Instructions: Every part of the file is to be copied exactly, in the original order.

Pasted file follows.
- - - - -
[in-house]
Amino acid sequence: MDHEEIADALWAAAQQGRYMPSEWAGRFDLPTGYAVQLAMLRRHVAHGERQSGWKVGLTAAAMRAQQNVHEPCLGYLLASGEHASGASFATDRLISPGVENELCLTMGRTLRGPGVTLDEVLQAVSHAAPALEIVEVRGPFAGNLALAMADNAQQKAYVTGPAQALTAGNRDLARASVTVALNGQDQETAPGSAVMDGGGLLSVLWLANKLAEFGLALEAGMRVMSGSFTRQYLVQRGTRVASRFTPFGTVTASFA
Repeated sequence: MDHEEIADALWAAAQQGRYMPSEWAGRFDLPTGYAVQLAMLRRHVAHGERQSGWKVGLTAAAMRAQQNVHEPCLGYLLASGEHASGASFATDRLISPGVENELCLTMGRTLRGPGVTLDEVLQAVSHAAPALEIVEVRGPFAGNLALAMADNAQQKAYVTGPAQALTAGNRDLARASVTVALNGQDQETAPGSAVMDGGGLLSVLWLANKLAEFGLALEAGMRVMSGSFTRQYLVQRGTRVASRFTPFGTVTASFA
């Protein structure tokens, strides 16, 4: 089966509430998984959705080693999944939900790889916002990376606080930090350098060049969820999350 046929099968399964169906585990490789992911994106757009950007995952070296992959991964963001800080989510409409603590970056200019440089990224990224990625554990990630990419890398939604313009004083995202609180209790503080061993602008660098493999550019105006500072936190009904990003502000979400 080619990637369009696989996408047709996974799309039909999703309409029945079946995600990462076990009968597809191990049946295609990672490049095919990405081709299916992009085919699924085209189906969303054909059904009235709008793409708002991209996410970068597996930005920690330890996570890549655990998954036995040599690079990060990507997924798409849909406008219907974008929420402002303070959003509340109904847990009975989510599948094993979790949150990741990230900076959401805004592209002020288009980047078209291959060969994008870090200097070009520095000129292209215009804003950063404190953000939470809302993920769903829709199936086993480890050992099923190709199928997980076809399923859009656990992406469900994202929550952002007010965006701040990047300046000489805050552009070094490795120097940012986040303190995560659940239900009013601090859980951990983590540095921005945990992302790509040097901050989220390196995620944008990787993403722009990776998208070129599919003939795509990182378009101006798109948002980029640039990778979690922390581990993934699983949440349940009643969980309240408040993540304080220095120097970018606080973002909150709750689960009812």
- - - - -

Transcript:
[in-house]
Amino acid sequence: MDHEEIADALWAAAQQGRYMPSEWAGRFDLPTGYAVQLAMLRRHVAHGERQSGWKVGLTAAAMRAQQNVHEPCLGYLLASGEHASGASFATDRLISPGVENELCLTMGRTLRGPGVTLDEVLQAVSHAAPALEIVEVRGPFAGNLALAMADNAQQKAYVTGPAQALTAGNRDLARASVTVALNGQDQETAPGSAVMDGGGLLSVLWLANKLAEFGLALEAGMRVMSGSFTRQYLVQRGTRVASRFTPFGTVTASFA
Repeated sequence: MDHEEIADALWAAAQQGRYMPSEWAGRFDLPTGYAVQLAMLRRHVAHGERQSGWKVGLTAAAMRAQQNVHEPCLGYLLASGEHASGASFATDRLISPGVENELCLTMGRTLRGPGVTLDEVLQAVSHAAPALEIVEVRGPFAGNLALAMADNAQQKAYVTGPAQALTAGNRDLARASVTVALNGQDQETAPGSAVMDGGGLLSVLWLANKLAEFGLALEAGMRVMSGSFTRQYLVQRGTRVASRFTPFGTVTASFA
């Protein structure tokens, strides 16, 4: 089966509430998984959705080693999944939900790889916002990376606080930090350098060049969820999350 046929099968399964169906585990490789992911994106757009950007995952070296992959991964963001800080989510409409603590970056200019440089990224990224990625554990990630990419890398939604313009004083995202609180209790503080061993602008660098493999550019105006500072936190009904990003502000979400 080619990637369009696989996408047709996974799309039909999703309409029945079946995600990462076990009968597809191990049946295609990672490049095919990405081709299916992009085919699924085209189906969303054909059904009235709008793409708002991209996410970068597996930005920690330890996570890549655990998954036995040599690079990060990507997924798409849909406008219907974008929420402002303070959003509340109904847990009975989510599948094993979790949150990741990230900076959401805004592209002020288009980047078209291959060969994008870090200097070009520095000129292209215009804003950063404190953000939470809302993920769903829709199936086993480890050992099923190709199928997980076809399923859009656990992406469900994202929550952002007010965006701040990047300046000489805050552009070094490795120097940012986040303190995560659940239900009013601090859980951990983590540095921005945990992302790509040097901050989220390196995620944008990787993403722009990776998208070129599919003939795509990182378009101006798109948002980029640039990778979690922390581990993934699983949440349940009643969980309240408040993540304080220095120097970018606080973002909150709750689960009812």